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POW: A Definitive History of the American Prisoner-of-War Experience in Vietnam, 1964-1973
     

POW: A Definitive History of the American Prisoner-of-War Experience in Vietnam, 1964-1973

5.0 2
by John G. Hubbell
 

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Product Details

ISBN-13:
9780070308312
Publisher:
McGraw-Hill Companies, The
Publication date:
01/01/1976

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POW: A Definitive History of the American Prisoner-of-War Experience in Vietnam, 1964-1973 5 out of 5 based on 0 ratings. 2 reviews.
Guest More than 1 year ago
This is a great book that makes you respect and love American war vets even more. What happened to these men is so horrible. It's so hard to believe that those men came back alive. America is a great country and the greatest men and women in the world come from here.
MarkBerent More than 1 year ago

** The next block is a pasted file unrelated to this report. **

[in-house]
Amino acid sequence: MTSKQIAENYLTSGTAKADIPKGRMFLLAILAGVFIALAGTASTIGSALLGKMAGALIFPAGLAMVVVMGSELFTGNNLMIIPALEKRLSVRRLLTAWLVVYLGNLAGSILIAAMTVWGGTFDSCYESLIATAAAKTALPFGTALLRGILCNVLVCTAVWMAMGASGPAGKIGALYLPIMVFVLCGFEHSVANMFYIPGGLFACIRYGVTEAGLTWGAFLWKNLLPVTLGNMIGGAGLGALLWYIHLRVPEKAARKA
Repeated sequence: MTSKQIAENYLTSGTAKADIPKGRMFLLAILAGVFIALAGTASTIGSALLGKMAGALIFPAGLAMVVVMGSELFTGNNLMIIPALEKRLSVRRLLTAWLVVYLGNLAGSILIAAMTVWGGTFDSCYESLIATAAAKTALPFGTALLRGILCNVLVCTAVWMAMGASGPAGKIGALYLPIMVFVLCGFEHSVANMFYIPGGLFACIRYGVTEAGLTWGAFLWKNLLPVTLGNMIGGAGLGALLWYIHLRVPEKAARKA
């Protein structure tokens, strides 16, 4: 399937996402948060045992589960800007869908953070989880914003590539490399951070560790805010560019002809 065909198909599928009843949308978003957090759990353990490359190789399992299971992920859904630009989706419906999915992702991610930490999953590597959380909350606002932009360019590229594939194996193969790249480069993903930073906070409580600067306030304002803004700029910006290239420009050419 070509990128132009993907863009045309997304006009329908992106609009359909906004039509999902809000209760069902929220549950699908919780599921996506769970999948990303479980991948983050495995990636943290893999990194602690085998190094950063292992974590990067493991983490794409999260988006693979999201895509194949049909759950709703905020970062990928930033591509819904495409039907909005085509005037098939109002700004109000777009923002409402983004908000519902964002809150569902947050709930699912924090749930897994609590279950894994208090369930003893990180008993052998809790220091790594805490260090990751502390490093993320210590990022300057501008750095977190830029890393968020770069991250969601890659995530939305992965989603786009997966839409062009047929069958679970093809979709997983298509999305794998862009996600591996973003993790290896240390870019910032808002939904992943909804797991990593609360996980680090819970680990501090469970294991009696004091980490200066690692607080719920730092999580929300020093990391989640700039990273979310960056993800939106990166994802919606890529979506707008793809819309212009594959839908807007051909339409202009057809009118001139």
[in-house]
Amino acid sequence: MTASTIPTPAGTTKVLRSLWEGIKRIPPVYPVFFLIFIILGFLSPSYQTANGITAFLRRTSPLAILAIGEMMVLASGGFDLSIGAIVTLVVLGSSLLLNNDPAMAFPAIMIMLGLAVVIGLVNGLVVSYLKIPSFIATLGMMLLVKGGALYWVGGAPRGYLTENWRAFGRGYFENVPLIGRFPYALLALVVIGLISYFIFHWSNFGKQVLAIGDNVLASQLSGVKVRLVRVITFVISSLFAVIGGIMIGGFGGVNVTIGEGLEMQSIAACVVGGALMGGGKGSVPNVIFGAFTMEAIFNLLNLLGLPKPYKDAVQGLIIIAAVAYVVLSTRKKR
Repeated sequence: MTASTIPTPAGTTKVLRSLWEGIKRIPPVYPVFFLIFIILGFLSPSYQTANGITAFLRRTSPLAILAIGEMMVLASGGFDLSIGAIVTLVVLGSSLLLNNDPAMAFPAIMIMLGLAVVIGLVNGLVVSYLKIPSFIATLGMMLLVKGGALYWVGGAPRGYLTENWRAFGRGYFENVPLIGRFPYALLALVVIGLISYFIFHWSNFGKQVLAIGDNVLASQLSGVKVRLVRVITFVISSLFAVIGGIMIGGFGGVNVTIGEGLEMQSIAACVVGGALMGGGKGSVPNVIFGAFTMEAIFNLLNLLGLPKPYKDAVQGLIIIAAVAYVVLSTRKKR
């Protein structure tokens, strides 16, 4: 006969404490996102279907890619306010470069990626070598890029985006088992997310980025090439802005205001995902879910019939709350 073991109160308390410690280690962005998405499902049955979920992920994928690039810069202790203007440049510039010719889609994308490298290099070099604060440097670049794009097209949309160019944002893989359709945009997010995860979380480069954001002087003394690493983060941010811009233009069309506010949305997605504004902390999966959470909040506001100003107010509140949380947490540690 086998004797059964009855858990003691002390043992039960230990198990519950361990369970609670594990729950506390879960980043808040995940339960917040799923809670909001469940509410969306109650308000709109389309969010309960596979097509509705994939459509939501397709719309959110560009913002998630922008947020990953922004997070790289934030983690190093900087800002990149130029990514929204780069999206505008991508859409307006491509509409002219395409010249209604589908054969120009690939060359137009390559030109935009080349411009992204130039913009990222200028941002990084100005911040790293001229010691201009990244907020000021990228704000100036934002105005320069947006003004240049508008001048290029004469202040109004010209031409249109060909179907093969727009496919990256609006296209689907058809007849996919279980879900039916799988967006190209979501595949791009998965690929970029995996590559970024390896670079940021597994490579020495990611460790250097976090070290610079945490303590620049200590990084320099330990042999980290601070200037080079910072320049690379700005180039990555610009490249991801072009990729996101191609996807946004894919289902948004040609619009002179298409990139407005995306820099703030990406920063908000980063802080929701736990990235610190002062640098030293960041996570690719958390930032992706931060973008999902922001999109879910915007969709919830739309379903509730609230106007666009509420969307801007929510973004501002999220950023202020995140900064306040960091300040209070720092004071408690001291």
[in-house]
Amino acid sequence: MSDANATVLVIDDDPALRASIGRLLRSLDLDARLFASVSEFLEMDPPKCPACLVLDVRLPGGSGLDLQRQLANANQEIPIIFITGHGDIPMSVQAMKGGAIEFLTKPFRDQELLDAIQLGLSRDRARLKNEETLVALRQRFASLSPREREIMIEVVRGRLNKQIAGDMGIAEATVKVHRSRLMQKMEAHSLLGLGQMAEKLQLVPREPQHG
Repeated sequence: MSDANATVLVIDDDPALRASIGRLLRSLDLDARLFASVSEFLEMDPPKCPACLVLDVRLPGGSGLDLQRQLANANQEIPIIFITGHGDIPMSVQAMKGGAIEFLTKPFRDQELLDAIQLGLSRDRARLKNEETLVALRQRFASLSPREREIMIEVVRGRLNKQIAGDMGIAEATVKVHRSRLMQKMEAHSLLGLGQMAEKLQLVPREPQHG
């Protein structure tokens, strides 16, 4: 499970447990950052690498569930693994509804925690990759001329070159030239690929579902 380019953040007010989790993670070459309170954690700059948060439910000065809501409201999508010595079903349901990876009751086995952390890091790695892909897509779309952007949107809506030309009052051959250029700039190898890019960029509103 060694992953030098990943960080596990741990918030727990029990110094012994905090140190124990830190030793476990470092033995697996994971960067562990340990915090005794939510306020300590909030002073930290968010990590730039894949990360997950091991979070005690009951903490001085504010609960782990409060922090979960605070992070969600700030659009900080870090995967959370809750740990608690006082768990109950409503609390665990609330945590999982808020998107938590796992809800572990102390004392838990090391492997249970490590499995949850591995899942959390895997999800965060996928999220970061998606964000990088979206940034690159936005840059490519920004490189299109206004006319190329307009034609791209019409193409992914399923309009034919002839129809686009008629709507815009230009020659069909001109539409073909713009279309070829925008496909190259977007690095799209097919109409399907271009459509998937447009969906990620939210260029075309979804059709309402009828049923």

No person who had any feelings about the Vietnam War, pro or con, can in good conscience not read this book; for to have had feelings meant one was involved in bringing the war to a close--by protest or by winning. For those who opposed the war, this book provides incontrovertible proof that their media-displayed activities influenced North Vietnamese command decisions as to how to use the hundreds of Americans imprisoned in Vietnam. For those who supported the men who fought, and for those who fought, this book reveals in detail exactly what it means to be a member of the armed forces of the United States when captured in battle. The reader of POW will find that the virtue of true courage exists. Courage existed amidst the most debilitating, awesomely frightening, insanity-inducing environment ever devised. Mental and physical pain existed not for hours or days but for months and years; pain was induced by inept and ignorant captors whose brutality was their government's policy, whose methodology combined ancient Oriental torture and modern Pavlovian response, and whose propaganda goals were supported by actions and words of some Americans in the U.S. government, media, and the entertainment field. There are revelations in this book: Circumstances surrounding the early release of selected prisoners; how POW wives banded together to produce better conditions for their husbands; charges of mutiny against two senior officers; and, perhaps most surprising of all, a Secretary of the Army's belief that in prison camps no USAF officer had legal authority over Army enlisted men.  There is inspiration in this book: Surviving in an almost unsurvivable environment with a bedrock belief in God, self, comrade, and country; devotion to one's fellowman that transcends prejudice; keeping sane in an Animal Farm bedlam; generating strength from resources not hitherto recognized.  And there is humor in this book: Hacks, coughs, spits, and broom-sweepings that pass vital messages; acting that would do credit to a Woody Allen script when their captors would attempt to film propaganda movies; and the incredible story of a young seaman from South Dakota who fell off his ship in the Gulf of Tonkin one night and went on to bamboozle his disbelieving captors for years.  So, to the Hanoi Hoppers and the protesters if they dare, the supporters and the fighters if they will, and to you young folks who want to know of authentic American heroes, I recommend this book. By no means will you finish it in one night, but in no way will you be able to think of much else until you do. Reviewed by Mark Berent, author of the five-book historical fiction Vietnam War series, “Wings of War.”